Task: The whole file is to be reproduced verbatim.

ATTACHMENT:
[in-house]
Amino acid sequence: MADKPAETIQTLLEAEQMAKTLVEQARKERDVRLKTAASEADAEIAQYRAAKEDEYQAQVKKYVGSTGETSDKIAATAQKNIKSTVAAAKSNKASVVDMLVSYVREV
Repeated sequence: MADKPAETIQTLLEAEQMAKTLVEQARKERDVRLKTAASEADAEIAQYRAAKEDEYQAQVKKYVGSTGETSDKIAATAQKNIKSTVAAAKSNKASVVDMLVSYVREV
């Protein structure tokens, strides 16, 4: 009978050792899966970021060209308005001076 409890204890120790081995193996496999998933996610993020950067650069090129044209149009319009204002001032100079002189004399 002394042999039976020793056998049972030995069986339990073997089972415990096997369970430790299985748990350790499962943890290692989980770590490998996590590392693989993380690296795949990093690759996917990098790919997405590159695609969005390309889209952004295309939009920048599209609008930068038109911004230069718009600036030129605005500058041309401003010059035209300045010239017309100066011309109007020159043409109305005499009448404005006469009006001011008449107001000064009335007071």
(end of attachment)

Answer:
[in-house]
Amino acid sequence: MADKPAETIQTLLEAEQMAKTLVEQARKERDVRLKTAASEADAEIAQYRAAKEDEYQAQVKKYVGSTGETSDKIAATAQKNIKSTVAAAKSNKASVVDMLVSYVREV
Repeated sequence: MADKPAETIQTLLEAEQMAKTLVEQARKERDVRLKTAASEADAEIAQYRAAKEDEYQAQVKKYVGSTGETSDKIAATAQKNIKSTVAAAKSNKASVVDMLVSYVREV
């Protein structure tokens, strides 16, 4: 009978050792899966970021060209308005001076 409890204890120790081995193996496999998933996610993020950067650069090129044209149009319009204002001032100079002189004399 002394042999039976020793056998049972030995069986339990073997089972415990096997369970430790299985748990350790499962943890290692989980770590490998996590590392693989993380690296795949990093690759996917990098790919997405590159695609969005390309889209952004295309939009920048599209609008930068038109911004230069718009600036030129605005500058041309401003010059035209300045010239017309100066011309109007020159043409109305005499009448404005006469009006001011008449107001000064009335007071």